On Monday, Bwin.party digital entertainment announced it had entered into an agreement with the United Auburn Indian Community (UAIC) to provide online poker services to California residents if/when state politicians shift their asses long enough to pass the relevant legislation. The UAIC owns and operates the Thunder Valley Casino Resort near Sacramento, which qualifies it to apply for an online poker license under the guidelines of the bill currently pending in the state legislature. However, without significant modifications, that legislation was recently described as “DOA” by a plethora of California tribal representatives. For the sake of argument, the bwin.party/UAIC deal would be for a term of 10 years starting from the passage of legislation.
Bwin.party execs have made no secret of their preference for a federally regulated US online poker market. The company has filed for an online poker license in Nevada to support their three-way joint venture with US casino operators MGM Resorts and Boyd Gaming. However, not wanting to miss the party if individual states beat the feds to the punch, bwin.party has been busy preparing contingencies outside Nevada. In addition to Monday’s California dreamin’, the company announced last August that it was holding similar talks with potential joint venture partners in New Jersey.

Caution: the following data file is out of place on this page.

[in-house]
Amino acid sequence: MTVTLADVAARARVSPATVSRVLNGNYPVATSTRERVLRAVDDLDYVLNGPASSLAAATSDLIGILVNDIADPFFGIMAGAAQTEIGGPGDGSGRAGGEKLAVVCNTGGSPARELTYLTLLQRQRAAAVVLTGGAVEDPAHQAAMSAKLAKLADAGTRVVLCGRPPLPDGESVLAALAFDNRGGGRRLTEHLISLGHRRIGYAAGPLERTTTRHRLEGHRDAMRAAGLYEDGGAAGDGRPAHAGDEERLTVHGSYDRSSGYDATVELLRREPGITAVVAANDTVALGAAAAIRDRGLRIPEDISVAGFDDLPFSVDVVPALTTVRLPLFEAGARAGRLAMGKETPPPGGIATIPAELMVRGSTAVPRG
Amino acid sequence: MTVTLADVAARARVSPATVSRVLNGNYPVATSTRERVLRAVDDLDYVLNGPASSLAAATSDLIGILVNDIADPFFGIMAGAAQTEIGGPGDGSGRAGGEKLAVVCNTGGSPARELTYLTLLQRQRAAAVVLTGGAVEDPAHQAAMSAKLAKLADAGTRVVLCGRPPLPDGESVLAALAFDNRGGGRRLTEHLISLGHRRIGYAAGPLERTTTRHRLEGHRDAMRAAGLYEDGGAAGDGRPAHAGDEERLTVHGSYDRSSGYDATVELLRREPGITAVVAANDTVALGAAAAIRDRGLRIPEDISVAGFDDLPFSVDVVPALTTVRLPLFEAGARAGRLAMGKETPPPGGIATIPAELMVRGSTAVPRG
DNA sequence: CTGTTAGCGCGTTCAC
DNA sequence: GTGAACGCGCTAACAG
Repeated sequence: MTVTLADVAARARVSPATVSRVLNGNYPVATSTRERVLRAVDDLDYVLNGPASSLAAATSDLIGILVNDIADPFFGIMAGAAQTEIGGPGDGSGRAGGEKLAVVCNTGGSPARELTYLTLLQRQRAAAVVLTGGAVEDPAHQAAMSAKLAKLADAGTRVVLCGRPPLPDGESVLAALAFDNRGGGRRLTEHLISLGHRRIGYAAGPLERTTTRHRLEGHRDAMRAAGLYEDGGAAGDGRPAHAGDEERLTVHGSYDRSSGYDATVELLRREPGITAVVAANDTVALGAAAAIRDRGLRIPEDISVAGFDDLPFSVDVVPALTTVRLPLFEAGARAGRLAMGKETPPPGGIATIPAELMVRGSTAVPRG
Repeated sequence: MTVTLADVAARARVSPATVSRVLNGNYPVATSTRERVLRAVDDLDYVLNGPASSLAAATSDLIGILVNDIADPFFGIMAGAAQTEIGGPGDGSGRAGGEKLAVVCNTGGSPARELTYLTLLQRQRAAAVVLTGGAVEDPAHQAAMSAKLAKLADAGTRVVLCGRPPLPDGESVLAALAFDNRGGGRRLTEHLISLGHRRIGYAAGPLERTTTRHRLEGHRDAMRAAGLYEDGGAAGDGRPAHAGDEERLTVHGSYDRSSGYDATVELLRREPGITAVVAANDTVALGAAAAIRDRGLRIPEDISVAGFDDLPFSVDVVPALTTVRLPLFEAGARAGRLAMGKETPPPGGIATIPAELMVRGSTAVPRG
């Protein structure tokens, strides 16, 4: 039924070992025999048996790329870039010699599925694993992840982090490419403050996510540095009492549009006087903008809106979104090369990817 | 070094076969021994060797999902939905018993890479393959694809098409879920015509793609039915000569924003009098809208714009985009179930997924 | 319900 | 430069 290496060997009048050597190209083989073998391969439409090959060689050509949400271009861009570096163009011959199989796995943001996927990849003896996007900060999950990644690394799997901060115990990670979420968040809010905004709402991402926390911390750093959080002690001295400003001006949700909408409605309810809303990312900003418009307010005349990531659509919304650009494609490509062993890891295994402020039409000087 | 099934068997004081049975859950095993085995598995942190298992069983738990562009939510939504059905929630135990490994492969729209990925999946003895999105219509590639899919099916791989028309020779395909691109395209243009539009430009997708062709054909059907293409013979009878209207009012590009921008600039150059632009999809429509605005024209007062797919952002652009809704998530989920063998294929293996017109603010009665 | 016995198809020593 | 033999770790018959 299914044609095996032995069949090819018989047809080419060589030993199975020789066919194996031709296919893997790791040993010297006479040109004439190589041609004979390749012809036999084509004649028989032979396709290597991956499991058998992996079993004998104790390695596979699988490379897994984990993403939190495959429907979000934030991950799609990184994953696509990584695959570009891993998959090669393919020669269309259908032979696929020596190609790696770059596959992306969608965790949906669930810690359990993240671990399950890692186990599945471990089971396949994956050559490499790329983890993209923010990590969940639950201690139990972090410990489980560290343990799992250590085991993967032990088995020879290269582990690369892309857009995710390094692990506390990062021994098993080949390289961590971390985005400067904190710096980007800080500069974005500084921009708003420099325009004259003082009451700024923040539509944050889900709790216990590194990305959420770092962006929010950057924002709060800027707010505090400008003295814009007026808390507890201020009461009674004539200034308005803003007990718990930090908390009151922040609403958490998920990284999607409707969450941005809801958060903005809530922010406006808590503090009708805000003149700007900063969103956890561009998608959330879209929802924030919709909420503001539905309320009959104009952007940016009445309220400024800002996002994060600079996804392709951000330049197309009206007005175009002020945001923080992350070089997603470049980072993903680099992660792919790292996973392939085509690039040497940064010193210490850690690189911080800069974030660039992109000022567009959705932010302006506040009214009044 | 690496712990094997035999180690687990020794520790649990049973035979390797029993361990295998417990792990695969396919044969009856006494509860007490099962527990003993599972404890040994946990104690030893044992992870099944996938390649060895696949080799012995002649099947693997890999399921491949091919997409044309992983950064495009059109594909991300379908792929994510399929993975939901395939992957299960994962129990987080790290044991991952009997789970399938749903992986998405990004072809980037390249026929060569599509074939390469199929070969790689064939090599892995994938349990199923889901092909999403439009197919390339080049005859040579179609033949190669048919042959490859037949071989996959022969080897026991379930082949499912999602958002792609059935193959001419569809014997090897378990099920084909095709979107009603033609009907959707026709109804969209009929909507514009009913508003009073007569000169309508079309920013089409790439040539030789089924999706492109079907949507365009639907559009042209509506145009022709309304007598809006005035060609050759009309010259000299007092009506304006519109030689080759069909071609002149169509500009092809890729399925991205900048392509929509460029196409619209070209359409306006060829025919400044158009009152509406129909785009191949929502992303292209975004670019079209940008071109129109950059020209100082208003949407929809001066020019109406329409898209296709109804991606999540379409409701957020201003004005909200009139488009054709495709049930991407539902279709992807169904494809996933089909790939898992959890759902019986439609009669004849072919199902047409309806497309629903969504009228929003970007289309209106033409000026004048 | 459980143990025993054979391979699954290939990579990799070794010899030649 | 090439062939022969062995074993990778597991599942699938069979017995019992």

PokerStars may not currently have a US joint venture deal – although it did once, with Wynn Resorts, and may yet again, if rumors about acquiring then dealing Full Tilt Poker’s mothballed operations prove accurate – but it does have undisputed bragging rights about ruling the online poker roost. Over the weekend, Stars dealt its 80 billionth hand, just six months after it dealt its 70 billionth hand. The 80b milestone was notched by funex700, a Spanish player who collected almost $23k for sitting in the hot seat. The rest of the players at the lucky table also collected at least $10k apiece.
In other Stars news, the company recently boosted the number of tables one can simultaneously play on Stars’ fast-paced Zoom Poker product. Players used to be limited to 24 tables, and since Stars counted each Zoom table as four normal tables, that capped your Zoom max at six. Now Stars has rejigged their formula to count one Zoom table as three regular tables, making eight Zoom tables your new limit. Then again, considering the number of hands per hour this configuration permits, the real limit may be the human brain’s ability to compute numbers. However, should Stars’ software determine that your Steven Hawking-like math skillz are legit, the 24-table cap will be automatically increased.